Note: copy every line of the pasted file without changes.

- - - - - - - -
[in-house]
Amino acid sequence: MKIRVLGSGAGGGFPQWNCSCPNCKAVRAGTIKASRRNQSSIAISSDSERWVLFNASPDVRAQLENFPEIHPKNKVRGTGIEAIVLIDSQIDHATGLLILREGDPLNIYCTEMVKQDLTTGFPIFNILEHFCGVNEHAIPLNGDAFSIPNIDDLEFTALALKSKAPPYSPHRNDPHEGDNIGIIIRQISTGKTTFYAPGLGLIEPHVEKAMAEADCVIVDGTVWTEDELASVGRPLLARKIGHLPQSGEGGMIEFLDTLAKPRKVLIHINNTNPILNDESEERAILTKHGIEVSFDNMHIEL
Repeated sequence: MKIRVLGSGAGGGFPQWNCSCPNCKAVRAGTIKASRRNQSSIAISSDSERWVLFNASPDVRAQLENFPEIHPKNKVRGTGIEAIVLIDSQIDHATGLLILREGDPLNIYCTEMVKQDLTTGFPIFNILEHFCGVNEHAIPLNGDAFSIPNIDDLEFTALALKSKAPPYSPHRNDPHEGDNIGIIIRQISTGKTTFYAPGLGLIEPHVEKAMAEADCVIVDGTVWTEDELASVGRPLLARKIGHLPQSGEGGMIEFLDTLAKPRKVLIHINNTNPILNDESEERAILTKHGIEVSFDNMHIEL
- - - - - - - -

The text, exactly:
[in-house]
Amino acid sequence: MKIRVLGSGAGGGFPQWNCSCPNCKAVRAGTIKASRRNQSSIAISSDSERWVLFNASPDVRAQLENFPEIHPKNKVRGTGIEAIVLIDSQIDHATGLLILREGDPLNIYCTEMVKQDLTTGFPIFNILEHFCGVNEHAIPLNGDAFSIPNIDDLEFTALALKSKAPPYSPHRNDPHEGDNIGIIIRQISTGKTTFYAPGLGLIEPHVEKAMAEADCVIVDGTVWTEDELASVGRPLLARKIGHLPQSGEGGMIEFLDTLAKPRKVLIHINNTNPILNDESEERAILTKHGIEVSFDNMHIEL
Repeated sequence: MKIRVLGSGAGGGFPQWNCSCPNCKAVRAGTIKASRRNQSSIAISSDSERWVLFNASPDVRAQLENFPEIHPKNKVRGTGIEAIVLIDSQIDHATGLLILREGDPLNIYCTEMVKQDLTTGFPIFNILEHFCGVNEHAIPLNGDAFSIPNIDDLEFTALALKSKAPPYSPHRNDPHEGDNIGIIIRQISTGKTTFYAPGLGLIEPHVEKAMAEADCVIVDGTVWTEDELASVGRPLLARKIGHLPQSGEGGMIEFLDTLAKPRKVLIHINNTNPILNDESEERAILTKHGIEVSFDNMHIEL